"Had it not been for all of you and millions and millions of conversations that were held and won, there would be no Supreme Court decision like the one held today."
San Francisco Mayor Ed Lee praised the decision. “Never have we been more committed, and more united, as a city and a nation, behind marriage equality in our country," he said.
Meanwhile, same-sex couples were up early to celebrate.
"They're vintage shirts, from 2004. In 2000, at our first marriage, the minister refused to sign any marriage licenses, gay or straight, until we could all get married. (It was) at the Unitarian Church on Franklin where we first met. We've been together 35 years. Over time you become less of just one person and more of a couple. And the communication develops." -- Don Williams (left) and David Jones
"It's eight years living in the closet, it's having to deliver in D.C. because I couldn't be in Virginia because we couldn't both be on the birth certificate of my daughter. A lot of shackles have been opened up and released today, you know? I now will never, ever doubt whether or not I should hold my wife's hand when I walk down the sidewalk in any street, across this nation. It's a big deal, it's a big deal. I don't think I've actually processed everything that's been happening just in the last few hours when this got released. I'm thankful to those little interns that were running back and forth across the marble steps of the Supreme Court to deliver this news. They have no idea what they've probably just did for all of us, so it was great. " -- Jennifer Deavers with wife Beatrice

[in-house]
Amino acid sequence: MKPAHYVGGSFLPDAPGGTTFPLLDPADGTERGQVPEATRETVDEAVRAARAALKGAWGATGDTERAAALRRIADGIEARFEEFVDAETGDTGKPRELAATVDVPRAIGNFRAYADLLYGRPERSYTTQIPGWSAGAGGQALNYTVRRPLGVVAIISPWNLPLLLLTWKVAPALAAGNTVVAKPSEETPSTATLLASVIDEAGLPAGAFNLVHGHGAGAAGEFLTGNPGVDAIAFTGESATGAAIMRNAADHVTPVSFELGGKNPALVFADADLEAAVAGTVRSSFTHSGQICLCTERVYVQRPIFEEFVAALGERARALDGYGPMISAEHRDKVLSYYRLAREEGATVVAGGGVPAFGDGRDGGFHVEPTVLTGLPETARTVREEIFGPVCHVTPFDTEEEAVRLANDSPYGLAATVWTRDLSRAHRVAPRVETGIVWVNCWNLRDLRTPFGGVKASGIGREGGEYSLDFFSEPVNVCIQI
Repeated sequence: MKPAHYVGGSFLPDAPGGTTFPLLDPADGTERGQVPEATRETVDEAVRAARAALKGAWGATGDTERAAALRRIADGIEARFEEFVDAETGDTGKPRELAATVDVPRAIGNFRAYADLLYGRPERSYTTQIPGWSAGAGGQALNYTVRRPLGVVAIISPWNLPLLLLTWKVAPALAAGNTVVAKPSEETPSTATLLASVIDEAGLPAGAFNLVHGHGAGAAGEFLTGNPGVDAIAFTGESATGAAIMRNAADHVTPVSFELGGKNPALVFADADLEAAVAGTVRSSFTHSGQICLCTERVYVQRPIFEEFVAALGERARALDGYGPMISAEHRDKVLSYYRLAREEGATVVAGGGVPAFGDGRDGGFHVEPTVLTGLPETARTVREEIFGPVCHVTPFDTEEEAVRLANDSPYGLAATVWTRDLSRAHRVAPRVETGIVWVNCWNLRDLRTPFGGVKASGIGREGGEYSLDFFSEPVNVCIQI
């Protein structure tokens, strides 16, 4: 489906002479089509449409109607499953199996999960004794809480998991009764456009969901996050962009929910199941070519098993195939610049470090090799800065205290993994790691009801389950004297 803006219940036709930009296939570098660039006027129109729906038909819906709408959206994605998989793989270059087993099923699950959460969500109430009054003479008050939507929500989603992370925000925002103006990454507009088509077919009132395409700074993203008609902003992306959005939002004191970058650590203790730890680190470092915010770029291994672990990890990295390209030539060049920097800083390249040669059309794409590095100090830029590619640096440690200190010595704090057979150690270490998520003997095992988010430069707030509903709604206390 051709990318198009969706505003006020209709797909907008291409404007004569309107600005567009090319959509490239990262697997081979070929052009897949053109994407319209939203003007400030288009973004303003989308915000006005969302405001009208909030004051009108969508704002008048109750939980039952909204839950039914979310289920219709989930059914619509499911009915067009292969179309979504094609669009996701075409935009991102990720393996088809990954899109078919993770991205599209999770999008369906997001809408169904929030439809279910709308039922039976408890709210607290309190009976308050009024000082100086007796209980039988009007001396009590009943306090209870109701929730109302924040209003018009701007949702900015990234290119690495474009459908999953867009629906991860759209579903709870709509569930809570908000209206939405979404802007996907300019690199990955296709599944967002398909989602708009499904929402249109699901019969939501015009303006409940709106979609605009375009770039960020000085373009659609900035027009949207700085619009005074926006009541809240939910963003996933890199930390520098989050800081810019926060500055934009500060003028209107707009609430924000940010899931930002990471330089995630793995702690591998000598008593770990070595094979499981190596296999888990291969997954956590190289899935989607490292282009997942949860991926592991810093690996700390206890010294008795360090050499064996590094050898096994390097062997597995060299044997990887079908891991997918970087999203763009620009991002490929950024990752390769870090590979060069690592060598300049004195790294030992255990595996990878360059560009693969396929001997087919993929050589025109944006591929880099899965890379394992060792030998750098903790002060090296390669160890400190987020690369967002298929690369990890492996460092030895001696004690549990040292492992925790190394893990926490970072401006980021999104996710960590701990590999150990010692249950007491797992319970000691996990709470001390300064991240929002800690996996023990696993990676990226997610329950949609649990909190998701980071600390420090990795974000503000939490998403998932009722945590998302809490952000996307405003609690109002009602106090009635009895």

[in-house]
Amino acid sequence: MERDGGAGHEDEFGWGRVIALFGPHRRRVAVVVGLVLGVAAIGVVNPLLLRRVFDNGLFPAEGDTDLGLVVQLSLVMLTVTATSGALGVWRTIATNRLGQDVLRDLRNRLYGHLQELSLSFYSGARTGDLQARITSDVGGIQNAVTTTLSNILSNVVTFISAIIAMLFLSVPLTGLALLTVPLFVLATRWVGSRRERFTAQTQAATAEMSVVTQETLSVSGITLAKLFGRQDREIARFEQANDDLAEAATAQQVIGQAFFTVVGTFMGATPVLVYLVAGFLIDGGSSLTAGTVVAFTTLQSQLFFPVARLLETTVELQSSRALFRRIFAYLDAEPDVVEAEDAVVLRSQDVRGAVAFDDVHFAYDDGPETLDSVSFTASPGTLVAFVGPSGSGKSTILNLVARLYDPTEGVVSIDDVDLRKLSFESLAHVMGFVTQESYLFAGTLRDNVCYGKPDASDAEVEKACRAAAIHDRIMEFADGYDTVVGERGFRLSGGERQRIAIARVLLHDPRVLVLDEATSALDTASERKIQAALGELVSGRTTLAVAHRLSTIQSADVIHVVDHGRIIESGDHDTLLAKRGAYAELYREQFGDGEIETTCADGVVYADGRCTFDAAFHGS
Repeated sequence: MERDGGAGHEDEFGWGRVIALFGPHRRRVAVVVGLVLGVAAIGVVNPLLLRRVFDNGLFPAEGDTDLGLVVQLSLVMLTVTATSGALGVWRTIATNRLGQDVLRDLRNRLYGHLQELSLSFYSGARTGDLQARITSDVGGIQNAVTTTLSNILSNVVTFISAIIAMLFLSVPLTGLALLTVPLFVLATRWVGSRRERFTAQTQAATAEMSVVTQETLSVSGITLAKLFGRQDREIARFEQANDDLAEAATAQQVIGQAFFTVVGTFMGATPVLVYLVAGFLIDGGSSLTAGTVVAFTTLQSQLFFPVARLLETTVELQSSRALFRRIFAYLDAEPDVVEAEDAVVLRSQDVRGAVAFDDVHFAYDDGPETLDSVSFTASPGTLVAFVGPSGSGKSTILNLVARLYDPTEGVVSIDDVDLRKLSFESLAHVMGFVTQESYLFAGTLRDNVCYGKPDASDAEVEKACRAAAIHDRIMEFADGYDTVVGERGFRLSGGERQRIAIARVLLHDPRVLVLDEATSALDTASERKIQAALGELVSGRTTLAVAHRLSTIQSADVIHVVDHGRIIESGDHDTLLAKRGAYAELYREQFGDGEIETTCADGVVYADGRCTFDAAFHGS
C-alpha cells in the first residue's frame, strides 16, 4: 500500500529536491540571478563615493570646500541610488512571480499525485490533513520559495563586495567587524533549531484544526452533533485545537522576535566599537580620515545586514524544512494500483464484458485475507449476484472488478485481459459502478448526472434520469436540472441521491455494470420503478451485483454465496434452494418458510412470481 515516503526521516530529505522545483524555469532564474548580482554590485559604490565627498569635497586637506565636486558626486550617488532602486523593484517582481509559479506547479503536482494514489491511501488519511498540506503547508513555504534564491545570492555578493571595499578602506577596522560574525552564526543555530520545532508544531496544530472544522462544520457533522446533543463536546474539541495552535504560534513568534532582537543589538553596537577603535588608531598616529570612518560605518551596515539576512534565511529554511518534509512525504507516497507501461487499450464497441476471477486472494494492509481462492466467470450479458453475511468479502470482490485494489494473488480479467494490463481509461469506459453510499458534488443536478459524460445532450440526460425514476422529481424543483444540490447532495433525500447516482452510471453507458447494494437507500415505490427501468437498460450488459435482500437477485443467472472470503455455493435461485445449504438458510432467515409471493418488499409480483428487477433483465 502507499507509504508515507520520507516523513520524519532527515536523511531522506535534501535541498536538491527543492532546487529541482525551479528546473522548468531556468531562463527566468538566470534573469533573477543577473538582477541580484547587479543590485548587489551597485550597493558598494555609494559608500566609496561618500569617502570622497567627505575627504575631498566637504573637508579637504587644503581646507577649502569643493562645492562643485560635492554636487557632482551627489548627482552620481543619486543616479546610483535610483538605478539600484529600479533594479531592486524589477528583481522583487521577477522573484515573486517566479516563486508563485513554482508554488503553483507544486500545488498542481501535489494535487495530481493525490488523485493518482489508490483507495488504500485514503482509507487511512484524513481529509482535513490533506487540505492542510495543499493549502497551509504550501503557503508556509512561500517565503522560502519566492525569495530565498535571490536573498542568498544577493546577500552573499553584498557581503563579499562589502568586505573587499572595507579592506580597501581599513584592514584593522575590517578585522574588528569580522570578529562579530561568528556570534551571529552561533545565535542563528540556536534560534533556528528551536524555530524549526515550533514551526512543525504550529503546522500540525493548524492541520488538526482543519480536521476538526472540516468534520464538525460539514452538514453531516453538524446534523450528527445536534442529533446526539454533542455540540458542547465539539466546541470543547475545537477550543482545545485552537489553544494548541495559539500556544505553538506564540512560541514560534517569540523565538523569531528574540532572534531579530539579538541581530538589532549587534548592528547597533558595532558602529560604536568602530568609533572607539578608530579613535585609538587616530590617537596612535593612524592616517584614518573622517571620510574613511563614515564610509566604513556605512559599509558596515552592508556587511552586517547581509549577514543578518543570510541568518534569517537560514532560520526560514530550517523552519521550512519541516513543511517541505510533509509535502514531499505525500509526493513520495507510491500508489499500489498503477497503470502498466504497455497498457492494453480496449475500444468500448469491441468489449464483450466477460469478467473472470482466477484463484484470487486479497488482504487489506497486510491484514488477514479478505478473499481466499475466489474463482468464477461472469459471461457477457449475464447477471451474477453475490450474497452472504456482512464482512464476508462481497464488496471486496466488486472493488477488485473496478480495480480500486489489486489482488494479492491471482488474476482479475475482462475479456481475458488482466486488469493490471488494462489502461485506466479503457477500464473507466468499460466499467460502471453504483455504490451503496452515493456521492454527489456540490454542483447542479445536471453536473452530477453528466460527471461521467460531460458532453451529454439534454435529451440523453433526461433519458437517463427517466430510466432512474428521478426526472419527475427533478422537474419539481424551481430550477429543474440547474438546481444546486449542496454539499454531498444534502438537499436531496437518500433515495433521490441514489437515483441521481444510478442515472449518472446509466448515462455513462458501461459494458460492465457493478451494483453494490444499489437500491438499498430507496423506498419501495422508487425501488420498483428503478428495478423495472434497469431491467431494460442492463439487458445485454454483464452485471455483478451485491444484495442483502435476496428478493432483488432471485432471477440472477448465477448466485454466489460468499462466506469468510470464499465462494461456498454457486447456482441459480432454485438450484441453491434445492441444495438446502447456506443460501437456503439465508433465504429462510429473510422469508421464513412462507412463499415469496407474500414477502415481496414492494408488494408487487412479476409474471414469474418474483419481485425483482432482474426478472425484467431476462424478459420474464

"I work a few blocks from here at at St. Anthony's. I mean, I knew this would happen, but once it becomes reality, I just have chills. I've been dating someone for five months. The conversation about the future changes. And he's my strongest relationship so far, so for this to happen in the country at large, it just feels really personal." -- Karl Robillard
"I can go get married in Alabama now. It's just amazing to think about. I never thought I'd be able to do that in a true red state." - Jackie Omotalade
"I'm Gary Mendleson, soon to be Mendleson-Varela. Or the other way around, we haven't decided. We just got engaged this morning after it was announced!" - Gary Mendleson, right
"We've got to work on the racism and homophobia in this country. There are going to be hate crimes in other places in reaction to this. We're insulated in the Bay Area." -- Alex Morrison
But not everyone was excited about the decision. Protesters were spotted standing on the Berkeley pedestrian bridge over Interstate 80, waving signs opposing same-sex marriage.
KQED also caught up with Californians in Washington, D.C., who went to the Supreme Court after the ruling.
"I was really nervous because if they kept the ban I wouldn't be able to get married, so it was really crucial that this was going to happen. My roommate actually sent me a text that said 'marriage is happening.' I got really excited and then I just stared at my screen to be sure it was true. And then I left work. I told everyone I was leaving and I rushed over here, and I still can't even believe it happened. I'm still in a little bit of a shock, I haven't gotten my full cry on, but I will later." -- Nick Neese from Santa Cruz
"I'm here supporting a great ruling that should have been passed years and years ago and we still have a long way to go, especially with LGBTQ, but at least it's a good step forward. The 5-4 is a little discouraging, I wish it was more but we'll take what we can get and hope that we can continue fighting for even more equality broadening." -- Ashelen Vicuña from Stockton
Jeremy Raff, Deborah Svoboda, Bryan Goebel, Nicole Reinert and Rachael Bale contributed to this report. Felix Berzabal shot video.